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Console table scagliola

Antonio Siena

Lift top: Carpi, early 17th century

Table: Emilia Romagna, late 18th century

Material: Scagliola and golden lacquered wood

Misure: W 122 x D 63 x H 90 cm

review by gherardo turchi

The amazing console table we’re going to analyse is made of golden wood and entirely covered with a bright blue varnish. It was realized between the seventeenth and the eighteenth centuries, as the side floral items, the corner medal shaped elements and the leg grooves can prove. Its highly balanced sizes make the table such a Neoclassical artwork as well.

Because of its contrasting colours (white and black), the scagliola lift top is meant to get separated from the other parts. Such a material became quickly popular, in the seventeenth century mainly, across the Este duchy first and in Carpi then.

The lift top recalls the seventeenth century cabinetry ivory inlays, whose ebony background was meant to enhance them. Most of the success scagliola items got over the years is thought to be connected to that as well.

In the mid seventeenth century a lot of similar wall tables were realized in Carpi. Their black and white painted lift tops were finely adorned with some floral items and mythological theme-based cartouches.

Carpi cabinet makers were then gradually borne upon by Florentine artists as a huger number of colours replaced the black and white patterns to get the artworks brighter. Some floral and animal shaped decorative elements were thought to further enhance them. 

That’s why we can surely date back the lift top table we’re analysing to the mid seventeenth century, just sometime before the “Florentine artistic rule”. A lot of Carpi houses were then furnished with artworks like this. Those equipped with scagliola lift tops, similarly adorned and painted, were the most popular. The customer’s coat of arms was often at its centre as well.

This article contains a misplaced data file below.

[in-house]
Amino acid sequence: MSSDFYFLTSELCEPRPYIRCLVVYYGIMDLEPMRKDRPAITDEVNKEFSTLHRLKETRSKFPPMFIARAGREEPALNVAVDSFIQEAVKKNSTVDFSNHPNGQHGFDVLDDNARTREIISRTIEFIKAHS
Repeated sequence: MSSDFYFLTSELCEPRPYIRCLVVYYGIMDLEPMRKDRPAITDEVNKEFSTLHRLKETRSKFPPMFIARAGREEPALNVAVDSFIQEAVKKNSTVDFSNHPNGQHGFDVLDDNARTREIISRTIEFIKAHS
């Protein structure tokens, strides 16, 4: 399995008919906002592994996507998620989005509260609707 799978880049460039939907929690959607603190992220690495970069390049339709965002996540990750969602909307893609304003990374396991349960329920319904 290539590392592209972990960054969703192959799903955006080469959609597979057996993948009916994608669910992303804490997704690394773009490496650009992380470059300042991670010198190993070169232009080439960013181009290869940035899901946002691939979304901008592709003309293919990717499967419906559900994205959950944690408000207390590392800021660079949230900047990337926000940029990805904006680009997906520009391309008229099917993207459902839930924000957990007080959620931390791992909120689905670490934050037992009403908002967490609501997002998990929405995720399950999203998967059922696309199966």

Although most of the decorative items were inspired to the main painting ornamental themes, some of them get us back to the most popular lace motifs of that time. The refined way the artwork we’re analysing is inlaid can certainly prove that.

Because of its bright paints, we could compare the table to the latest fashion items although, thanks to its undeniable modern style, they could certainly get inspired by it.

Since it’s made of precious materials, we can state this artwork is surely worthy of belonging to a refined antique collector.

Its top table, finely adorned with several differently shaped items, shows Tanfani Centofanti’s coat of arms at the centre. A proud lion with six tiny flames on the sides allows us to identify one of its former owners, a renowned seventeenth century Carpi family.

We can then notice two cartouches. The first one is dedicated to Carlo Broglia (1552-1617). As Turin archbishop, he’s thought to be another of its former owners. The second one allows us to identify the artist who realized the wall table: Antonio Siena, an highly skilled Carpi wood carvers.

Well preserved, such an artwork would be then worthy of being exhibited at the most important Italian museums or enhancing one of the renowned historic buildings across our country.  

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